South Washington County lawmakers on Sunday alcohol sales: Yes, yes, undecided
South Washington County lawmakers’ positions on legalizing Sunday alcohol sales may reflect the issue’s status in the Minnesota Legislature.
With an 85-45 House vote Feb. 20, attention shifted to the Senate, where a similar proposal cleared its only committee stop Feb. 22 but may have less support among all senators.
Two local House members, GOP Reps. Tony Jurgens of Cottage Grove and Keith Franke of St. Paul Park, voted to lift the prohibition.
Jurgens said he supported lifting the ban because an “overwhelming” majority of constituents back the effort. However, he said, he surveyed liquor store operators in his district prior to the vote. A narrow majority of those he spoke with also favored repeal, he said.
“It more or less confirmed the direction I was planning on going anyway, but it was reassuring to know that at least some — a small majority — of the liquor stores were in agreement,” he said.
Jurgens said the alcohol sales issue generated at least as much public comment to him as any issue so far in his freshman term.
Franke said he voted to lift the liquor sale ban to give people more choice. He owns a bar, which has not reopened after a fire last year.
“As a small business owner, I understand the need to let consumers choose what's best for them, and consumers have made it very clear they want to purchase alcohol on Sundays," Franke said. “I voted for this measure because it had support from residents in my district, and I didn’t encounter any opposition from local liquor stores."
Attention has shifted to the Senate, where the bill’s passage is less certain. A committee hearing is planned this week.
Sen. Dan Schoen, for one, said he doesn’t know how he would vote if it reaches the Senate floor.
“I haven’t decided so far,” Schoen, DFL-St. Paul Park, said in an interview, adding that he wants to review bill details.
Schoen also said he favors repealing all of the state’s Sunday sale prohibitions at once, rather than just voting to lift the liquor ban. The state’s ban on Sunday auto dealer sales is another frequently mentioned prohibition.
“Everything should be taken away,” he said of a broader repeal.
Schoen said it’s ironic some of the same advocates of the liquor ban repeal strongly oppose lifting the auto sales prohibition.
“For me, it’s inevitable this is going to change at some point in time,” he said. “I just think it should just change all at once and be done.”
Jurgens preferred that they were not lumped together. Public opinion is different on the liquor sales prohibition and the auto sales ban, he said.
“I understand how some people want to tie those together, but to me they’re separate issues,” he said.
Franke said he didn’t give the issue much thought heading into the session, but he said plenty of people wanted to tell them what they thought.
“I got so many emails in support of this, and (comments from) people on the street,” he said. Franke said one person wrote him to say they should focus on taxes, health care and other big topics, and he agrees.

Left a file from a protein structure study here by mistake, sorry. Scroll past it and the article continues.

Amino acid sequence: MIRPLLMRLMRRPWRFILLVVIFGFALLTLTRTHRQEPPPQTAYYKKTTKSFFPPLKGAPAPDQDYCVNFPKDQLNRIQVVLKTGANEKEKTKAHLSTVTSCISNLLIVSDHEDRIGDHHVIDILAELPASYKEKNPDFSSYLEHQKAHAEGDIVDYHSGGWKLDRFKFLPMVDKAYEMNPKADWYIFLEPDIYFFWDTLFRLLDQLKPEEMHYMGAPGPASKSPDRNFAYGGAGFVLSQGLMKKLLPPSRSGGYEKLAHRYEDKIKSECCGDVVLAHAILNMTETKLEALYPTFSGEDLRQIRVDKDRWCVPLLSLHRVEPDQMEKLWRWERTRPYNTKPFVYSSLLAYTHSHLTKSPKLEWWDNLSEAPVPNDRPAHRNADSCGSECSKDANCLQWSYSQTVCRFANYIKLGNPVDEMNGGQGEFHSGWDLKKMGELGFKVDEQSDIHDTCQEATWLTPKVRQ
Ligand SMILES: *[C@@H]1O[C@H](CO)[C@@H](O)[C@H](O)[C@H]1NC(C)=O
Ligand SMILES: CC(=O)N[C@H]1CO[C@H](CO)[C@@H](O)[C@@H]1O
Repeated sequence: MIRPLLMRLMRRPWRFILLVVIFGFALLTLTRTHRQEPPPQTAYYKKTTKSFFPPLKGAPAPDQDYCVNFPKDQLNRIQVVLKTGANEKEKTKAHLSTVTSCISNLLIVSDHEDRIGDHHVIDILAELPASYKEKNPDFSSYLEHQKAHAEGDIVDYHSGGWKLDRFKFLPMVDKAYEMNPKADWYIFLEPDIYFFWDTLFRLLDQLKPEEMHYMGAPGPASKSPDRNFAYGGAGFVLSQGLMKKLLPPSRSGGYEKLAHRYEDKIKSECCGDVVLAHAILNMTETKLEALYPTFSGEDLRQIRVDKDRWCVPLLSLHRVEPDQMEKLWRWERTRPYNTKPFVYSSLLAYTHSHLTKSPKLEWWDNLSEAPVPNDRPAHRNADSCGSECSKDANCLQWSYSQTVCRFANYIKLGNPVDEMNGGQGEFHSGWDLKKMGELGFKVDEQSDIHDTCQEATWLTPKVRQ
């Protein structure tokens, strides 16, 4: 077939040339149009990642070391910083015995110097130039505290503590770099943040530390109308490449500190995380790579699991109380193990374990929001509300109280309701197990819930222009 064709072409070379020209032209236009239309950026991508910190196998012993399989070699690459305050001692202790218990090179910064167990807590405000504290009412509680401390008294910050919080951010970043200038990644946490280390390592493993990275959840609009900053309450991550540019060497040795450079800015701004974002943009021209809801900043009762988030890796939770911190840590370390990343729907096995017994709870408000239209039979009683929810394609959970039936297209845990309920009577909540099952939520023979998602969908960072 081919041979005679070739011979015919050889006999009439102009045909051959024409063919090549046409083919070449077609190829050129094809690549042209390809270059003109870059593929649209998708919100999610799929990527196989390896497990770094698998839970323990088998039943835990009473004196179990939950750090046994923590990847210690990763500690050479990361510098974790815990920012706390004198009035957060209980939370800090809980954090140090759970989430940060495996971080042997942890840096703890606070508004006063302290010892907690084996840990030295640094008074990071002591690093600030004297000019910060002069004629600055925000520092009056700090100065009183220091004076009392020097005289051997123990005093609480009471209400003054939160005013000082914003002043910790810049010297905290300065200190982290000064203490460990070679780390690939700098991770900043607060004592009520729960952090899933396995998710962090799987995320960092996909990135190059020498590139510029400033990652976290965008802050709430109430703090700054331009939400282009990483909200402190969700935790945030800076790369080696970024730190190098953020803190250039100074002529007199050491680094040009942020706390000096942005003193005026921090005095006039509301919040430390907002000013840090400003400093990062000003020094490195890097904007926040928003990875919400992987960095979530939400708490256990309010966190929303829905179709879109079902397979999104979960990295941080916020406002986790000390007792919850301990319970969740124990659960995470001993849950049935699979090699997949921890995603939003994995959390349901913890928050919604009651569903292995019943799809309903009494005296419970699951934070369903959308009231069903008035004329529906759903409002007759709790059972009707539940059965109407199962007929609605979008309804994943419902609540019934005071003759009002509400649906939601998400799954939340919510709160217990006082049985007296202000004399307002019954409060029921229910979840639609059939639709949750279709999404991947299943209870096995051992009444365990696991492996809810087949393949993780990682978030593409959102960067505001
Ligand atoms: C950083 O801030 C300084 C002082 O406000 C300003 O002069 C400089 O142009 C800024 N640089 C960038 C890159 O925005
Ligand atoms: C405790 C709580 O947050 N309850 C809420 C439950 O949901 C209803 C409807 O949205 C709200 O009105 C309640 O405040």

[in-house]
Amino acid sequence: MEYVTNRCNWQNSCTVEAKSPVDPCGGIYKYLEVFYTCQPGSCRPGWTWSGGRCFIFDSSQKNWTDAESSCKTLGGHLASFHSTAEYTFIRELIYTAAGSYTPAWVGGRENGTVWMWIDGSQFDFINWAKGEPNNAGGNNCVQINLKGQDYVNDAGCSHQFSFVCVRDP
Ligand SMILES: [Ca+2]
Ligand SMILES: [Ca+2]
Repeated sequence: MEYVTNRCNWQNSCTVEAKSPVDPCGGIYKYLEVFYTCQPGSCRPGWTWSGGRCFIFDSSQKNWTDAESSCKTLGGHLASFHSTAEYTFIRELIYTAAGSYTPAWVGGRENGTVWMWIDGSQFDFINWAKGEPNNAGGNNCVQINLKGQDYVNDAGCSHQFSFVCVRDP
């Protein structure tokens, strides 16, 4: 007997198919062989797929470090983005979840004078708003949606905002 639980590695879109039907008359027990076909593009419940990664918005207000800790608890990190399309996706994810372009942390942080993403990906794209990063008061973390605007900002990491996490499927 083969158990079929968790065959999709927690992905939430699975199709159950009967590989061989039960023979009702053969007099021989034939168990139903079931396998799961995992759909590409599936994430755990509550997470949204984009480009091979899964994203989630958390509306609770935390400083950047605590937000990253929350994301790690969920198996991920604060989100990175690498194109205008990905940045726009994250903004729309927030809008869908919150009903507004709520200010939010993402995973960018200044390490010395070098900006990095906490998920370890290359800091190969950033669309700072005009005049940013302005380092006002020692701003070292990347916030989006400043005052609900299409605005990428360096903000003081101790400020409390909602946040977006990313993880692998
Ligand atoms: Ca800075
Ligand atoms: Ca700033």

“It’d be nice if people could rally behind other issues,” Franke said.
Franke is rebuilding his namesake bar, which was damaged last year in a fire. If anything, he said, lifting the Sunday sales ban could hurt his business because people would be able to buy alcohol and go home.
“I might have shot my pinkie toe off with a vote,” he joked.
The House approval was the first time either chamber of the state Legislature has approved removing a ban that dates back to statehood. It also was the first time the House has debated a full Sunday sales bill, although lawmakers have tried for years to amend other bills to allow liquor stores to be open Sundays.
"Family life and consumers are a lot busier than they were years ago," bill author Rep. Jenifer Loon, R-Eden Prairie, said. "The consumers of Minnesota have spoken."
The bill representatives backed allows liquor stores to be sell beer, liquor and wine 10 a.m. to 6 p.m. Sundays, but bans alcoholic beverages from being delivered to the stores Sundays.
Some opposition to Sunday sales disappeared this year after House Speaker Kurt Daudt, R-Crown, flipped from opposing to supporting the change. With that and polls showing Minnesotans want the stores to be open, the possibility of dumping the sales ban has gained steam.
However, the Minnesota Licensed Beverage Association executive director said the group will continue to fight the legislation.
"Today’s vote is one step in a long legislative process," Tony Chesak said. "Our organization will continue to educate legislators and the public that authorizing Sunday sales will raise costs for small, family-owned businesses and consumers."
Sunday sales supporters say many Minnesotans drive across the border to other states and Canada on Sundays, costing state liquor stores profits and governments tax money. On Sundays, vehicles with Minnesota license plates often clog liquor store parking lots in places like Hudson, Wis., just across the river from the Twin Cities.
Opponents of Sunday sales mostly said they want the law to remain as it is because small stores would not experience a sales increase if they are open Sundays, but would have increased expenses for being open another day.